Thinking of doing a Borobudur tour from Yogyakarta? Do you like the idea of waiting with hundreds of others to see the first rays of sun, when really you’re just looking at the backs of everyone’s heads? To make it even less appealing, 80% of the time all year round there WILL be clouds during sunrise. It doesn’t matter which month you go there, it’s all about how lucky you are. The standard option is to stay in Yogyakarta and book an early morning tour to the temple but if you really want to attempt a Borobudur sunrise, consider staying at a hotel near Borobudur rather.
Borobudur is indeed famous for sunrise but you might have an even better time exploring it in the late afternoon close to sunset as there will be a LOT fewer people around. As with other major sites around the world, it’s much easier to appreciate a place when it’s not crowded with tourists.
If you're interested to visit Borobudur by yourself and on a budget you have come to the right place!
To get to Borobudur by bus from Yogyakarta, take the Trans Jogja 2B bus to the Jombor Bus Terminal. We paid IDR 2500 per person from the stop closest to where we stayed in the city. Once you arrived at Jombor Terminal, you must transfer to another bus to Candi Borobudur. The terminal is still over an hour away from Borobudur itself and the price of a one-way ticket is IDR 25 000 each way.
To do the sunrise tour buy your ticket from the Manohara Restaurant which will provide you with a special early access pass to enter the monument from around 04:30 - before regular open time. It's possible to just arrive at 04:00 and buy a ticket right there as there is no restriction on the number of tickets issued. The price is IDR 475 000 (USD 33) per person. Don’t expect to have the temple complex to yourselves – there will be hundreds of other people climbing those stairs by torchlight with you. But despite the crowds, this can be a magical time of day.
We arrived at the Borobudur Bus Terminal just afternoon and took our time strolling through the small town. The whole place is small enough to explore by foot but if you choose there are plenty of options to get around from the station. We found the back streets super quiet and we stopped for a quick lunch at a local warung. Nasi-goreng special with ice-tea for IDR 8 500. Not only a bargain but delicious as well!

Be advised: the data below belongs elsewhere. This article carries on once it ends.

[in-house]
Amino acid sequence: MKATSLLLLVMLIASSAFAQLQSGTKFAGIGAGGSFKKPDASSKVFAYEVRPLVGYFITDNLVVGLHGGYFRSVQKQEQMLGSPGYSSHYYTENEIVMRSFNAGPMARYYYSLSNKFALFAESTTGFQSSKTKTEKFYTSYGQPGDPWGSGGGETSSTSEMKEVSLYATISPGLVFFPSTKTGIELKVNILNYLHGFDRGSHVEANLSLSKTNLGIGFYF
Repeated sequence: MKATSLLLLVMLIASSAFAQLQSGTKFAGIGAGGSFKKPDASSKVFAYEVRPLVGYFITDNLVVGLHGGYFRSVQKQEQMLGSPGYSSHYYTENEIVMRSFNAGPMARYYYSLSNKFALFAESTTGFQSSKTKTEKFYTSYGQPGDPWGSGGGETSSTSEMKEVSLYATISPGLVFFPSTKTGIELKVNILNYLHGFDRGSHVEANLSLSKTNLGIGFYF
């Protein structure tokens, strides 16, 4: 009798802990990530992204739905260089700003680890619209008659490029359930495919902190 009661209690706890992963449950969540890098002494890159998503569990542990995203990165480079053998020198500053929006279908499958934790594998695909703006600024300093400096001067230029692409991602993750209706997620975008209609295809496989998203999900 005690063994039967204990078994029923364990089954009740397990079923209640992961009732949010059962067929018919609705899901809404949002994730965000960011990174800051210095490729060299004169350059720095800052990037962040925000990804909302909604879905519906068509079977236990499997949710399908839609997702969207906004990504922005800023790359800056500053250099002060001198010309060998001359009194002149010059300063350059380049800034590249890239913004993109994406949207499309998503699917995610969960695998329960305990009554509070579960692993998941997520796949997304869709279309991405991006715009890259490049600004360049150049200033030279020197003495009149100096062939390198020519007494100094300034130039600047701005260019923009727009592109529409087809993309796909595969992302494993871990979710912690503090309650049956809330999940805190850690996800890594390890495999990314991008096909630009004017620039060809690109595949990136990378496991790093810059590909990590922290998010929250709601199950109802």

Borobudur is at the centre of a beautiful assembly of traditional rice-growing villages ringed by volcanic peaks. The locals call it The Garden of Java and the region, with its rural home-stays, scattered temples and farms, demands at least an overnight stay.
We opted to book a nights accommodation just down the road from the temple which would give us the option of visiting the temple grounds either late afternoon or early morning - depending on the weather. Cempaka Borobudur Guest House turned out to be a great choice and was literally 5 minutes walk from the temple entrance. With breakfast included it came to $20 for a double room with air-con and wi-fi.
Finally on to the Temple!
As the weather was looking good and we came to realise that the following day was a Saturday - which would mean a LOT of people visiting the grounds - we decided the best option would be to enjoy the afternoon and get as close as possible to sunset in the park before it closes. We had nothing rushing us as we would be spending the evening in town before heading back to Yogyakarta the following day.
Borobudur is the world’s largest Buddhist temple. This incredible monument, dating from the 8th and 9th centuries, consists of nine platforms, all leading up to a monumental stupa, which perches on top. The temple has remained strong through ten centuries of neglect and was only 'rediscovered' in 1815 after being buried under volcanic ash.
Only in the 1970’s did the Indonesian Government and UNESCO start to work together to restore Borobudur to its former majesty. The project took eight years to complete and today Borobudur is one of Indonesia and the world’s most valuable treasures. It has managed to survive volcanic eruptions, terrorist attack and the 2006 earthquake. The earthquake sadly caused considerable damage, but this incredible temple has remained undiminished in scale and beauty.
Surrounding the main stupa are 72 smaller perforated stupas, each containing inside a hidden statue of Buddha. The Borobudur temple walls and balustrades are decorated with 2 672 relief panels and more than 400 further Buddha statues adorn the temple. The sheer scale and intricacy of the temple are stagg